1.Security is a huge concern
Central and northern Mali have been shaken by violence for years, but there has been an uptick in recent months. A U.S. Holocaust Memorial Museum report in April warned that armed groups are vying for power in a “vacuum of state authority.” On Wednesday, just days before the election, the central city of Timbuktu was crippled by armed Arab protesters. In some localities, the lack of security may make it difficult to organize voting operations.
2. Grievances still run high in central and northern Mali
On July 20, under a high military escort, President Ibrahim Boubacar Keita visited the city of Kidal in the north of the country for the first time in five years. Keita’s meeting took place in a room in which the flag of the National Movement for the Liberation of Azawad (NMLA) was flying. This was a reminder of the 2012 Tuareg separatist rebellion, which failed — but effectively brought down the government of former president Amadou Toumani Touré. Keita’s visit suggests that Mali is not yet fully unified and that the central government of Bamako does not have control of the entire national territory.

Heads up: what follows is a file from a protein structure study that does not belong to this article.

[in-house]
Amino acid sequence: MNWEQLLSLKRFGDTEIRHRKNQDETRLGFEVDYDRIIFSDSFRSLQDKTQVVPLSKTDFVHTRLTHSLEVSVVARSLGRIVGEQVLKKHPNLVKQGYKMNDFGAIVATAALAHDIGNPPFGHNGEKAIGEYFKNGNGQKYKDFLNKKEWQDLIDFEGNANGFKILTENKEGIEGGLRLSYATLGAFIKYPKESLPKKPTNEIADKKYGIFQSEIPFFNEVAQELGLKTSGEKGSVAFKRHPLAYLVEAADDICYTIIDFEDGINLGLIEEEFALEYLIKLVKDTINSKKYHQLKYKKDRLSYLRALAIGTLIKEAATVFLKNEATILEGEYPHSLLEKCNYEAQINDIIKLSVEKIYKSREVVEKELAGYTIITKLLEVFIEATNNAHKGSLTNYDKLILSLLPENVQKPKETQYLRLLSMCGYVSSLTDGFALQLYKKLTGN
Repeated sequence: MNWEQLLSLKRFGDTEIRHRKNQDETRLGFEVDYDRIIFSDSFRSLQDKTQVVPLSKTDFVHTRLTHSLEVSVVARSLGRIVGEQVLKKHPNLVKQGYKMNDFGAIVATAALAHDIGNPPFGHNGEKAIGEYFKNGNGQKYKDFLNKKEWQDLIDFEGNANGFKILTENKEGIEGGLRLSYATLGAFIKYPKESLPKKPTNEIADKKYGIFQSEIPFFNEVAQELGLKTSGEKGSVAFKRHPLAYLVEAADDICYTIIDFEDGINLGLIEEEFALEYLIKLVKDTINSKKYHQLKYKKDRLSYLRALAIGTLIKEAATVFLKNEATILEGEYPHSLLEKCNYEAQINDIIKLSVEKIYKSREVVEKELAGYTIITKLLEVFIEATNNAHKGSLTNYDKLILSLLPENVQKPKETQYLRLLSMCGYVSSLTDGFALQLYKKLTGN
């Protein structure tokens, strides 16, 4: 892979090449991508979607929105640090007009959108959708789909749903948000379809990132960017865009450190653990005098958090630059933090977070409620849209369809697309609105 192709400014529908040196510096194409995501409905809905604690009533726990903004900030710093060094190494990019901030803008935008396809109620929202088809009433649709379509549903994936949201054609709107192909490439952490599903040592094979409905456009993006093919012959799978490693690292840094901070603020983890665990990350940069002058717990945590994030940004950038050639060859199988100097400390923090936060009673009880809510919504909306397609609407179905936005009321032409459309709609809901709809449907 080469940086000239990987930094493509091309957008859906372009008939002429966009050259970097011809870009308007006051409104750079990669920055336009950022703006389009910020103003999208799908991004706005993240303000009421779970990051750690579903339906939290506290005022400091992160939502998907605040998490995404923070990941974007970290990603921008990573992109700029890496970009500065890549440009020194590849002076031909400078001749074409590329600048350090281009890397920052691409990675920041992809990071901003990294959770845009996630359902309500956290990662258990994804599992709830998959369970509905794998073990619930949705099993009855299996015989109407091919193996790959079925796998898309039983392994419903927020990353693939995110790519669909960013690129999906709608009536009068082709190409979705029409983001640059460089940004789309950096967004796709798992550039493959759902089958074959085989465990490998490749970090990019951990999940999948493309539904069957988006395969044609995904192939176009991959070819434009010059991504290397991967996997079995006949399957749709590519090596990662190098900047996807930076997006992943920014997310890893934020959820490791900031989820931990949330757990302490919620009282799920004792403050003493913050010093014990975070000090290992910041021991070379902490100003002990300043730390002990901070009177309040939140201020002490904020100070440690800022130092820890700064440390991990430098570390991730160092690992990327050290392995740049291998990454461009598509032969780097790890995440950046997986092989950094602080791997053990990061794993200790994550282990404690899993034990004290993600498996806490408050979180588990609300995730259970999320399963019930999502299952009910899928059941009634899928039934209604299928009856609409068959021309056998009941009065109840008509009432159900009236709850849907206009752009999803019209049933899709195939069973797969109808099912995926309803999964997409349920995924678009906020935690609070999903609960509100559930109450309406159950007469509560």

3. There is no agreement on the electoral register
Opposition parties, including the URD, led by Soumaila Cïssé, the main challenger to Keita, claim that the July 4 online electoral register does not correspond to the initial electoral register audited by the International Organization of the Francophonie on April 27. The initial electoral register had 8,000,462 voters — while the government’s online register now has 8,105,154 names. Government officials rejected the existence of parallel electoral registers, claiming technical issues led to this misunderstanding. But the situation raises suspicions of electoral fraud — and that threatens the credibility of the electoral process. There is an urgent need to resolve this dispute before the election.
4. Election officials claim the funding may not be enough to ensure adequate voting operations
The dispute between the Independent National Electoral Commission (CENI) and the Finance Ministry over the election budget may affect the actual voting operations. From a budget of nearly 2,992 billion CFA francs, roughly $5.3 million, the CENI received only 2,142 billion CFA francs, roughly $3.8 million, for the supervision of the presidential election. According to CENI President Amadou Ba, organizing voting operations will be difficult because of the shortfall. Poorly managed voting operations could lead to electoral disputes, including the rejection of the outcome of the elections.